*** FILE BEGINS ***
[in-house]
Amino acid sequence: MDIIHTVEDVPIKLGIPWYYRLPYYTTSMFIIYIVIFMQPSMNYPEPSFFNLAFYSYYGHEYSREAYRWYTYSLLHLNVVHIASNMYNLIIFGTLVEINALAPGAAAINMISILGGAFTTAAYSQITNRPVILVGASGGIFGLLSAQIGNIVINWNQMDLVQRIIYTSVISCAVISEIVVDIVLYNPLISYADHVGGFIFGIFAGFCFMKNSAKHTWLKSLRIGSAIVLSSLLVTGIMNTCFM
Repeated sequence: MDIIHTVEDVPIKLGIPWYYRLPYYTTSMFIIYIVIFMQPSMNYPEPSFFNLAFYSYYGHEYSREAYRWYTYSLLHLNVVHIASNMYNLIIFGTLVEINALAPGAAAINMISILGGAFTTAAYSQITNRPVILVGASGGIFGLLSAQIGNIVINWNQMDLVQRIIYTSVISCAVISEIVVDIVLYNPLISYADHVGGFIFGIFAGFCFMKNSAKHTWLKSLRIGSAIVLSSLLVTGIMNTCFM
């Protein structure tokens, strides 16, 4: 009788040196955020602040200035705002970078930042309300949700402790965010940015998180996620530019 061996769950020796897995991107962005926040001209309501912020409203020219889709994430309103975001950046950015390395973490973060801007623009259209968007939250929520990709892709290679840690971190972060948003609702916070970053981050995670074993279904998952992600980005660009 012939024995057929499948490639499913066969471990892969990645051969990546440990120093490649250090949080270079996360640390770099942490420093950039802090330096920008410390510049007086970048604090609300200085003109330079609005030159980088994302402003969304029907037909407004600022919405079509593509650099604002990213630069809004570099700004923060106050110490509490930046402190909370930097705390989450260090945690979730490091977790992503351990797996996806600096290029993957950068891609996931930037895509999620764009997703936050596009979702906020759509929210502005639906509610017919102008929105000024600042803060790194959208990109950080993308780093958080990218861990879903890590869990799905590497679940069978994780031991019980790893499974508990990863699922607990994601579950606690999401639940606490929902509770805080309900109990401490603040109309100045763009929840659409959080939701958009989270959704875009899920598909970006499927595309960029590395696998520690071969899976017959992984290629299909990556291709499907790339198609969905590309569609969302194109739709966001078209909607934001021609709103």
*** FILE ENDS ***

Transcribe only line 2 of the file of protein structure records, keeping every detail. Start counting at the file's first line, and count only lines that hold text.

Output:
Amino acid sequence: MDIIHTVEDVPIKLGIPWYYRLPYYTTSMFIIYIVIFMQPSMNYPEPSFFNLAFYSYYGHEYSREAYRWYTYSLLHLNVVHIASNMYNLIIFGTLVEINALAPGAAAINMISILGGAFTTAAYSQITNRPVILVGASGGIFGLLSAQIGNIVINWNQMDLVQRIIYTSVISCAVISEIVVDIVLYNPLISYADHVGGFIFGIFAGFCFMKNSAKHTWLKSLRIGSAIVLSSLLVTGIMNTCFM